3. Help children and young people to become confident and successful learners


4. Demonstrate respect for diversity and promote equality


5. Strive to establish productive partnerships with parents and carers


6. Work as part of a whole-school team


7. Co-operate with other professional colleagues


8. Demonstrate honesty and integrity and uphold public trust and confidence in the teaching profession




The resultant Code elaborated on these principles.








Click here for IfL Code of Professional Practice webpage

Click here for IfL Code of Practice (pdf)




The IfL Code of Conduct lists 7 "behaviours" expected of members.







The members shall:

1. meet their professional responsibilities consistent with the Institute’s Professional Values;

2. use reasonable professional judgement when discharging differing responsibilities and obligations to learners, colleagues, institution and the wider profession;

3. uphold the reputation of the profession by never unjustly or knowingly damaging the professional reputation of another or furthering their own position unfairly at the expense of another;

4. comply with all reasonable assessment and quality procedures and obligations;

5. uphold the standing and reputation of the Institute and not knowingly undermine or misrepresent its views nor their Institute membership, any qualification or professional status.





Behaviour 2: RESPECT


The members shall at all times:

1. respect the rights of learners and colleagues in accordance with relevant legislation and organisation requirements;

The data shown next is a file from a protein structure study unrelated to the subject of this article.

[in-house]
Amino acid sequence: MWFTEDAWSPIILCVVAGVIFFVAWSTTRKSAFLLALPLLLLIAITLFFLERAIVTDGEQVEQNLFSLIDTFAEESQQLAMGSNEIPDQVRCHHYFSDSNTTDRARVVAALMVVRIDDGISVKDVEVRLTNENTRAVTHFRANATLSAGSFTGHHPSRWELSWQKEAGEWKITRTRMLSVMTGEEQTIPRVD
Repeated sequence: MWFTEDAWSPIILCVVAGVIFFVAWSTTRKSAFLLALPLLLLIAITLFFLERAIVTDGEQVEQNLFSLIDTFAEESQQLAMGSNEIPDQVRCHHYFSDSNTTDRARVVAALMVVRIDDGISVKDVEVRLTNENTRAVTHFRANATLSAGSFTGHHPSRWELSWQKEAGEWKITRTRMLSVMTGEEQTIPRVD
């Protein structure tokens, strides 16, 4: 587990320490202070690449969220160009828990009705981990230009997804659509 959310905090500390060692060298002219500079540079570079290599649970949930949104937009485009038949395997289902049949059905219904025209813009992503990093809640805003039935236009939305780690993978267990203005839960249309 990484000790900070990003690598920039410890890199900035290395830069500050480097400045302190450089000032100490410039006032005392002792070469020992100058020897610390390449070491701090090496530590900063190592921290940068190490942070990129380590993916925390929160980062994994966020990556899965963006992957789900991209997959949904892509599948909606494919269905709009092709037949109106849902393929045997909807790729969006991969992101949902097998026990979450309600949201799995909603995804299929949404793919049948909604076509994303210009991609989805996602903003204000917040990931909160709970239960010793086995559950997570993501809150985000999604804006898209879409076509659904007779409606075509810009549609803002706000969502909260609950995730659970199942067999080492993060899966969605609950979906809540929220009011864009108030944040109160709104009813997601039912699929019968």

2. act in a manner which recognises diversity as an asset and does not discriminate in respect of race, gender, disability and/or learning difficulty, age, sexual orientation or religion and belief.







The members shall take reasonable care to ensure the safety and welfare of learners and comply with relevant statutory provisions to support their well-being and development.







The members shall provide evidence to the Institute that they have complied with the current Institute CPD policy and guidelines.







Any member shall notify the Institute as soon as practicable after cautioning or conviction for a criminal offence. The Institute reserves the right to act on such information through its disciplinary process.







A member shall use their best endeavours to assist in any investigation and shall not seek to dissuade, penalise or discourage a person from bringing a complaint against any member, interfere with or otherwise compromise due process.







The members shall at all times act in accordance with the Institute’s conditions of membership which will be subject to change from time to time.